Reversing the Healthcare Cost Curve

With the passage of the Affordable Care Act, employers will not be required to provide health insurance for employees by 2014. Not providing employee insurance will have other costs, however, and CEOs need to start outlining their plans now. Here are three tips for controlling your healthcare costs.

August 19 2011 by Bob Fabbio


Every industry, from manufacturing to the services, is facing the strain of rising healthcare costs. CEOs cite rising healthcare costs as the greatest financial pressure on U.S. businesses of all sizes, and costs are projected to increase by nine to twelve percent this year alone.

In addition to these increases, healthcare reform will only continue to increase costs; employers will face compliance regulations, additional taxes, and indirect costs. By 2014, as insurance exchange systems are established, providing health insurance for employees will be an option for employers, not a requirement. Due to the continually rising healthcare cost curve, employers (particularly larger employers with shareholders to answer to) may no longer provide health insurance, directing employees to use the health insurance exchange systems instead. When this happens, employers will face backlash and a major employee morale issue.

Healthcare costs drown bottom lines, restrict a company’s ability and motivation to grow, and can also potentially affect employers’ decision to provide health coverage for employees. It is time we approach the costs associated with healthcare as more than just an employee benefit, but also a business problem that, left unchecked, becomes a matter of survival.

Recent studies indicate that the two most common strategies that employers use — with input from their brokers or benefit consultants — to try to lower their healthcare costs are:

  • Plan redesign to shift more of the cost to employees, and
  • Wellness/preventative programs to try to lower the utilization.

When you boil it down, employers are hoping that their employees and dependents seek medical care less and less. And when they do seek it, they are pushing most of that cost onto them.

In spite of all the time and effort that employers spend on an annual basis with their brokers or benefit consultants, most employers’ healthcare cost trends continue to rise. History has shown that the cost trend has continued to rise by double-digit growth over the last five years with no end in sight. It is time to reverse the healthcare cost curve, and lower the cost of keeping employees healthy, without putting additional financial strain on them.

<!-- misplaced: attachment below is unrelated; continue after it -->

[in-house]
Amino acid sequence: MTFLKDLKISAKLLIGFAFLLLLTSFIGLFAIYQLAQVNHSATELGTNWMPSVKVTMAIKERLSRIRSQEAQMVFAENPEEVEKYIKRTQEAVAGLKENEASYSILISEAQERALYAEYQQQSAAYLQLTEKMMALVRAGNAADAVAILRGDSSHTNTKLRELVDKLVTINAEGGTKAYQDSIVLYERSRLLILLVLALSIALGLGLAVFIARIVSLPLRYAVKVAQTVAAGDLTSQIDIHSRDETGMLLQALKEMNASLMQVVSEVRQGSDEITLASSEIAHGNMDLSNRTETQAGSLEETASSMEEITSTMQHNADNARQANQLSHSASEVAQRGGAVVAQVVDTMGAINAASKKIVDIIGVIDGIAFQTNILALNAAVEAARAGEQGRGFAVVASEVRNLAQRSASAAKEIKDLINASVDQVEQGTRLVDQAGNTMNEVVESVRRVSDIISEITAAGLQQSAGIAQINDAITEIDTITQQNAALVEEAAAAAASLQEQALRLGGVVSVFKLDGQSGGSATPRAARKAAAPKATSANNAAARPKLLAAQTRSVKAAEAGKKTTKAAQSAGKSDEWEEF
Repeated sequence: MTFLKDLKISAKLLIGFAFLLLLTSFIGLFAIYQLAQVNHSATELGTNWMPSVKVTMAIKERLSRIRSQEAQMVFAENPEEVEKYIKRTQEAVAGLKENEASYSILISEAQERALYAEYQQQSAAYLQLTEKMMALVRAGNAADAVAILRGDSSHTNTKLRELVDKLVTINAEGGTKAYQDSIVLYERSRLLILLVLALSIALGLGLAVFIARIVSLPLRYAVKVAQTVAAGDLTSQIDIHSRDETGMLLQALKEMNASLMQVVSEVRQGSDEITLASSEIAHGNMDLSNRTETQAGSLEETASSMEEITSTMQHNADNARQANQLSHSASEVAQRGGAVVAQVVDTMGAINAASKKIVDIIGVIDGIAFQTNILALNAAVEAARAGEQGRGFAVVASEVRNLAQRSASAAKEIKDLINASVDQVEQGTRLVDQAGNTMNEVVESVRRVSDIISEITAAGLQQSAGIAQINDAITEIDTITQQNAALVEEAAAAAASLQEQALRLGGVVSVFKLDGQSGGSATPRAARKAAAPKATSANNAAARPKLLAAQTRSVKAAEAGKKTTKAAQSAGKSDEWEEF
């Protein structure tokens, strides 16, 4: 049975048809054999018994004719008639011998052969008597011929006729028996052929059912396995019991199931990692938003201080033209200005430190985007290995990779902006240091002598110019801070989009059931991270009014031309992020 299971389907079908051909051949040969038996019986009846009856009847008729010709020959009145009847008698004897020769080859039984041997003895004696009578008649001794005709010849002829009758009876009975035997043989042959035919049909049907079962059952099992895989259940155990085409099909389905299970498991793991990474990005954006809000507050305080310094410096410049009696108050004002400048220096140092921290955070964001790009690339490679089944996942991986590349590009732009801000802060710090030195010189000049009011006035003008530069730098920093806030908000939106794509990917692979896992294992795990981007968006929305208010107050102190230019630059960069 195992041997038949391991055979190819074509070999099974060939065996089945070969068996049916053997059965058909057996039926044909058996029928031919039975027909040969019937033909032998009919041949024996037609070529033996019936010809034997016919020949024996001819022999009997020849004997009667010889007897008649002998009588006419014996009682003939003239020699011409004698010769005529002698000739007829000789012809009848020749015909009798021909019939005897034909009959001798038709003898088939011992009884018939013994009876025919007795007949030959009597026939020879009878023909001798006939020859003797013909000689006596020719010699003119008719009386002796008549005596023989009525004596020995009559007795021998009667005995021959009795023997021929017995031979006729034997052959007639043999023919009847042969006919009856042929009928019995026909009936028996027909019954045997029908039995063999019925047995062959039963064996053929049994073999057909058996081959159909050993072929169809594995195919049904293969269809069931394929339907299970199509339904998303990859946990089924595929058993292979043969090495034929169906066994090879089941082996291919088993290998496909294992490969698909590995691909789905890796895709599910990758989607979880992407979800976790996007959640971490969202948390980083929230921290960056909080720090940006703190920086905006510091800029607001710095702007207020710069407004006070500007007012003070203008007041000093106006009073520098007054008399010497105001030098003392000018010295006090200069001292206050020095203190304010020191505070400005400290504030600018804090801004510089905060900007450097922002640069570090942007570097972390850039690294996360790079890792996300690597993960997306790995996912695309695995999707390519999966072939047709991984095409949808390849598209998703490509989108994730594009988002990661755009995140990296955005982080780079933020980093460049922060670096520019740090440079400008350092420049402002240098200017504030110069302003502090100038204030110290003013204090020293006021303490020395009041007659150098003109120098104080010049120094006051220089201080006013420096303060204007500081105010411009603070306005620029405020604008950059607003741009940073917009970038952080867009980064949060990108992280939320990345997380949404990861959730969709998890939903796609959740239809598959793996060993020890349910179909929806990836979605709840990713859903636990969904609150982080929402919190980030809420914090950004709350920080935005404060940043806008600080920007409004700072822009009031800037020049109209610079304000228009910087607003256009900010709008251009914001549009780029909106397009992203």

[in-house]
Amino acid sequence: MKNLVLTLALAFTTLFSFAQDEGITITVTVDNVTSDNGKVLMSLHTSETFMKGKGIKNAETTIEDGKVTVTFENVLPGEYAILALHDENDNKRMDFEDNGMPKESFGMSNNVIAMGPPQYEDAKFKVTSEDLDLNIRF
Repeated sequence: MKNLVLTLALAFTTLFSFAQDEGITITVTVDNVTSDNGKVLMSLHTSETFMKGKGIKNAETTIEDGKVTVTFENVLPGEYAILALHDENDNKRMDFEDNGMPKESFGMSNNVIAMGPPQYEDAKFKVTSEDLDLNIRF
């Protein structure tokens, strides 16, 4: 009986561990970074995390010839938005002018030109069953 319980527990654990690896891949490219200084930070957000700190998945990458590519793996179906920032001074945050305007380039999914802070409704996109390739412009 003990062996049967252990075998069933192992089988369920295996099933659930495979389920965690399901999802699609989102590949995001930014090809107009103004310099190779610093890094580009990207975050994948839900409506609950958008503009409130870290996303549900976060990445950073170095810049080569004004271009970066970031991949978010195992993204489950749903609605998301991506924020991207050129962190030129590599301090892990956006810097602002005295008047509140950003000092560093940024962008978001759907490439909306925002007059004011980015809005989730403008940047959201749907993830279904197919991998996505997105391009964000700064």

We must start by addressing preventable expenses — and yes, there are enough preventable expenses to make a significant impact on healthcare costs. I’m not suggesting we reduce the quality of healthcare; rather, we need to be smarter about the kind of care we make available, and how we manage the consumption of healthcare.

For example, every year, Americans spend billions on urgent care visits to hospitals and clinics. Most of those visits are for routine care concerns, but there is nothing routine about the cost of those visits. These visits happen when your employees’ child has a painful ear ache at 4 p.m. on a Saturday, or your vice president has a sinus infection on Thanksgiving, and they have no choice but to pursue more expensive forms of care.

There are more cost-effective alternatives — such as urgent care centers, or medical practices that provide care seven days/week or offer extended hours — but we must continue to drive innovation if we truly want to change the healthcare cost curve as it impacts our businesses.

In March, Deloitte published a study on the hidden cost of healthcare for consumers, and its effect on our economic recovery. “The ability of the U.S. economy to recover will be affected in part by how much consumers have in their pockets to spend; the more spent on health, the less is available to boost other sectors, including financial services,” said Andrew Freeman, executive director of the Deloitte Center for Financial Services.

As CEOs, we must refuse to settle for the status quo. There are steps you can take now to help take control of your healthcare costs:

  1. You don’t have to live with the continued growth of your healthcare cost trend. Organizations that view healthcare costs as a business problem can take steps to break the cost trend.
  2. Be proactive — implement employee wellness/prevention programs, online or mobile adherence alert systems, reward programs, and explore eMedicine and mobile healthcare providers.
  3. Don’t just depend on your broker — educate yourself about new solutions, and how they could impact your business. The real change will come through game-changing innovation.

The cost of healthcare is a very real impact on businesses, and we need to prioritize this in our own offices, not just the Oval Office.